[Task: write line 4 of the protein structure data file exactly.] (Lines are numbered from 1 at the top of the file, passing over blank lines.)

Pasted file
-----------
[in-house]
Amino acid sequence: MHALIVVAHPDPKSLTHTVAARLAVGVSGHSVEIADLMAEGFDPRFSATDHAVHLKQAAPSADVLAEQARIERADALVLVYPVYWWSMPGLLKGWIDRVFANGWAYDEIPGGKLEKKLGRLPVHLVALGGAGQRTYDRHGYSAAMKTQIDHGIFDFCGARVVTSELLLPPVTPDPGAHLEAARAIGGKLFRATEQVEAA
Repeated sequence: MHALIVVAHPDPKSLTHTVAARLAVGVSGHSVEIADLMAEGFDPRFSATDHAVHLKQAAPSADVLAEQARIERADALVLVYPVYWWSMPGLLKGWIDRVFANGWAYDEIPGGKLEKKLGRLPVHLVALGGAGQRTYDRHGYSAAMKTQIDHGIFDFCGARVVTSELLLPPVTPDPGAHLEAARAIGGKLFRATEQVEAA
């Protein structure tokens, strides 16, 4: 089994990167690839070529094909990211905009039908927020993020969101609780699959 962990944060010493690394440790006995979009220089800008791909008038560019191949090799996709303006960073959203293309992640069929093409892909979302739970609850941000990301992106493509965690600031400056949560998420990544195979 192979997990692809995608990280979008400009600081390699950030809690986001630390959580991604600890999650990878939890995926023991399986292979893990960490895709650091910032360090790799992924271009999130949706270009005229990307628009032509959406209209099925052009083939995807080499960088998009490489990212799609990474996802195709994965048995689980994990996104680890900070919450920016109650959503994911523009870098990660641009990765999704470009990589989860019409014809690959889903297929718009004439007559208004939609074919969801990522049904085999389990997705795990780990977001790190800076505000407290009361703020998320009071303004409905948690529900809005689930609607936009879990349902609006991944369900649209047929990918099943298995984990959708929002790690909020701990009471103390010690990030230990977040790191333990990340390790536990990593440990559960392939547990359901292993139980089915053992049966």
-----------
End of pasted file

């Protein structure tokens, strides 16, 4: 089994990167690839070529094909990211905009039908927020993020969101609780699959 962990944060010493690394440790006995979009220089800008791909008038560019191949090799996709303006960073959203293309992640069929093409892909979302739970609850941000990301992106493509965690600031400056949560998420990544195979 192979997990692809995608990280979008400009600081390699950030809690986001630390959580991604600890999650990878939890995926023991399986292979893990960490895709650091910032360090790799992924271009999130949706270009005229990307628009032509959406209209099925052009083939995807080499960088998009490489990212799609990474996802195709994965048995689980994990996104680890900070919450920016109650959503994911523009870098990660641009990765999704470009990589989860019409014809690959889903297929718009004439007559208004939609074919969801990522049904085999389990997705795990780990977001790190800076505000407290009361703020998320009071303004409905948690529900809005689930609607936009879990349902609006991944369900649209047929990918099943298995984990959708929002790690909020701990009471103390010690990030230990977040790191333990990340390790536990990593440990559960392939547990359901292993139980089915053992049966």